A classless and completely equal society is a dream. It is something that exists in books but not in reality – not for the 21st Century at least. It is a long way off. The first task is to build a society that provides for its people and China is doing just that. The people are better off than they have ever been before. So far so good. People need to be fed and clothed and given the opportunity to enjoy a prosperity that has never been previously available. Now we start to ask questions about China at the end of the Cultural Revolution. Politics had been in command and chaos had reigned. Political purity did not put food in the stomach or shirts on the back. Slogans exalting the ideas of Marx or Mao may sound good at a political rally but they did not bring about a better life and in 1976 the Left Wing political experiment had run its course. Politics was discredited and the Party was in danger of losing its leading purpose of serving the people. The Party is nothing if the people struggle to eat and dress. Politics needed to be rescued. There had to be another way and Deng Xiaoping led the way.

Deng said “I don’t mind whether it is a black cat or a white cat that catches the mice”. What he meant was “I don’t mind whether it is socialism or capitalism that produces prosperity”. The Great Experiment Was On. The challenge had been laid down. The test is “What Works”. Leftism or Militant Socialism had had its chance. Now was the time to make way for something different which put the people first, and not politics first, and gave something tangible back to the people. Shoes not sandals. Cars not cycles. Modern living accommodation with hot and cold running water and central heating and food in the shops and a choice of clothes to wear and all-round better life style.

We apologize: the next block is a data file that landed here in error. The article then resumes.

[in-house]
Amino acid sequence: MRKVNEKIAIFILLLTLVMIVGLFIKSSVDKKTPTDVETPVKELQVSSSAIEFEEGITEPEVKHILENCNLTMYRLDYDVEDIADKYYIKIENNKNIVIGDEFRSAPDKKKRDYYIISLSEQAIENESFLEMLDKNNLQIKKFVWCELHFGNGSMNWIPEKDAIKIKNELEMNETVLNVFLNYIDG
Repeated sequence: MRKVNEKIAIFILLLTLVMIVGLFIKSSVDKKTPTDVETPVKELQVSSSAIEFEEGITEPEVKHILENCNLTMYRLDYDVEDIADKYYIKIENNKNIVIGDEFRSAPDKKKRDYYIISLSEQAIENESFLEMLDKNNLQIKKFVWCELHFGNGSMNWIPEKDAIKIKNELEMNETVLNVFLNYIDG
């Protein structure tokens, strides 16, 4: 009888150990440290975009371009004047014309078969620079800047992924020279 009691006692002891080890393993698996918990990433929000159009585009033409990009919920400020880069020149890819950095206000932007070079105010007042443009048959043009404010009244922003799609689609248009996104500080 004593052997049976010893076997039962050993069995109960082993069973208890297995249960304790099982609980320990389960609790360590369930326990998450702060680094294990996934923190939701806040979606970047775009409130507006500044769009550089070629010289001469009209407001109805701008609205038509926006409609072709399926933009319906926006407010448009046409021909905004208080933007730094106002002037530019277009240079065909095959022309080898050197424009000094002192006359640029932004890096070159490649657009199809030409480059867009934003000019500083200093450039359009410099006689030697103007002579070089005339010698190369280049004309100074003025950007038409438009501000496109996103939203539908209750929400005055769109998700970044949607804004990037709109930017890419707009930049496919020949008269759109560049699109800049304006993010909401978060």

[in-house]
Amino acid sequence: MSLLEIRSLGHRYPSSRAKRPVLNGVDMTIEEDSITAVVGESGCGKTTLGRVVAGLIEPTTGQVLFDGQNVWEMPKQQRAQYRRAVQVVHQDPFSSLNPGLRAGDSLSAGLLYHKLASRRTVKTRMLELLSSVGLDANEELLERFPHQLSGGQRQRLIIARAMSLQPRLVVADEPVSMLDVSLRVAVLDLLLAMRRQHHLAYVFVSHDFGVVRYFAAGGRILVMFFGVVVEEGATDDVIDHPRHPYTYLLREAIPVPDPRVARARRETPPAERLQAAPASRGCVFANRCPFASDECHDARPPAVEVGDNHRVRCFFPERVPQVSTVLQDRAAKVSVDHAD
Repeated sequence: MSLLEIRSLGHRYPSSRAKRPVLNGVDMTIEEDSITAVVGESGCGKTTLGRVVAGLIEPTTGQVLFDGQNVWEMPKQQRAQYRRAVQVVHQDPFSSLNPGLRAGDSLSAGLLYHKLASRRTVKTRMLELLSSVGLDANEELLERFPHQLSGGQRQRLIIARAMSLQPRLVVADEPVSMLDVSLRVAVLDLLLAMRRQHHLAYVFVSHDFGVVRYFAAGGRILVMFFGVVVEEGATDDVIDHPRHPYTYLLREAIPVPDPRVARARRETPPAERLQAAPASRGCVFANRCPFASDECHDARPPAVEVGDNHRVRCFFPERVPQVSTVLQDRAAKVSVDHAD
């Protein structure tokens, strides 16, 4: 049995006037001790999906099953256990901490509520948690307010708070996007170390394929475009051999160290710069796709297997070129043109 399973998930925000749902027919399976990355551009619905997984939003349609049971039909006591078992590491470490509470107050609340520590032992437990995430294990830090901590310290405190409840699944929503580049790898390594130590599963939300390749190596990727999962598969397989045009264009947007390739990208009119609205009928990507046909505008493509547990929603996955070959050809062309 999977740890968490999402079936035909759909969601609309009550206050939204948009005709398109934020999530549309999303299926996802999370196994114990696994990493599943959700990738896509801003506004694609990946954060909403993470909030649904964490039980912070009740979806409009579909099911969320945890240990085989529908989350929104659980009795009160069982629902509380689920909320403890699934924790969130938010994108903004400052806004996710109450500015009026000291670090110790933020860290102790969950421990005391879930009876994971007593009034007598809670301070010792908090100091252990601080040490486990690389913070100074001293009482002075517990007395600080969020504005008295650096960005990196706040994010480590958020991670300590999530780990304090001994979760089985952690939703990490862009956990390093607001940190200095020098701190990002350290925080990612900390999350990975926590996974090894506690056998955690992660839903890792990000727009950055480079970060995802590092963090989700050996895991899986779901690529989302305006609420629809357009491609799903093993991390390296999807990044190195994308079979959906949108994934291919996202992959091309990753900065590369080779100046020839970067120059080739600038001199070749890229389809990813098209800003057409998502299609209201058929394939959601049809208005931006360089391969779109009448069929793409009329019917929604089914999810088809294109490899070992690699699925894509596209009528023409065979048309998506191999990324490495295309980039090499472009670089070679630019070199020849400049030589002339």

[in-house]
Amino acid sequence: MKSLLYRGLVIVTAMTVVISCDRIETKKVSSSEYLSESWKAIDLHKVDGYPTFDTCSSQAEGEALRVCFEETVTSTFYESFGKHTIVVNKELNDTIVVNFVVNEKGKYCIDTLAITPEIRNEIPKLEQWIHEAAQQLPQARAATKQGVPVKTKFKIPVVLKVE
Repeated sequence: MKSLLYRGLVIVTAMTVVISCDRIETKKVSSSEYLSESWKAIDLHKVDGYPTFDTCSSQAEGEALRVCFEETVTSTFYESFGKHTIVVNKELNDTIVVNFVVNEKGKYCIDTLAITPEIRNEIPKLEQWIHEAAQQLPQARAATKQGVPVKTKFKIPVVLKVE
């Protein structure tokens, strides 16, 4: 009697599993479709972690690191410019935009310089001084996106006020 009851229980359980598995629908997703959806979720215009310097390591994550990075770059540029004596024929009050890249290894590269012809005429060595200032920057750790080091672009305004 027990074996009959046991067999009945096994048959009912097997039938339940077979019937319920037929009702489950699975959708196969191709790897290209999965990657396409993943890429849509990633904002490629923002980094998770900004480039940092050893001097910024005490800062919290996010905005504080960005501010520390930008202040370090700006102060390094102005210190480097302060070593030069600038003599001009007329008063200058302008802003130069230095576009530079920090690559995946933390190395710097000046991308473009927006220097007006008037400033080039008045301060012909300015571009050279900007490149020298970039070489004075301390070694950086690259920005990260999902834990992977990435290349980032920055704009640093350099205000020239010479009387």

And that involved Decentralisation; greater freedom to the local areas to fashion their own future, flexible economic models; the opportunity to the enterprising to bring their commercial talents into play and own their own companies and employ their own labour and make profits and enjoy their profits. Capitalism and Socialism together but not rampant or free of rules or responsibilities. And here the Party had to be in control and not the market. So, wage differentials came into play, and billionaires must be allowed to be rewarded, but without being able to control the market or flaunt their wealth by conspicuous and indulgent behaviour. Capitalism was not free. There were fetters and restraints and the Regulator always has the final word as Jack Ma has discovered.

So is this the New Economic Policy of the USSR in 1922-24 – One Step Back and Two Steps Forward? Historians will pronounce on this in the future – for today the Party showed flexibility and common sense. The people had to see the benefits of the Party Leadership and the Communist commitment – growth and prosperity was the order of the day and remains the priority. Remember the two key words – Prosperity and Stability. The time will come in the future to address the differentials as the Party will not allow Capitalism to triumph over Socialism and the billionaires but that is for tomorrow not today – maybe nearer the centenary of the founding of the People’s Republic of China in 2049.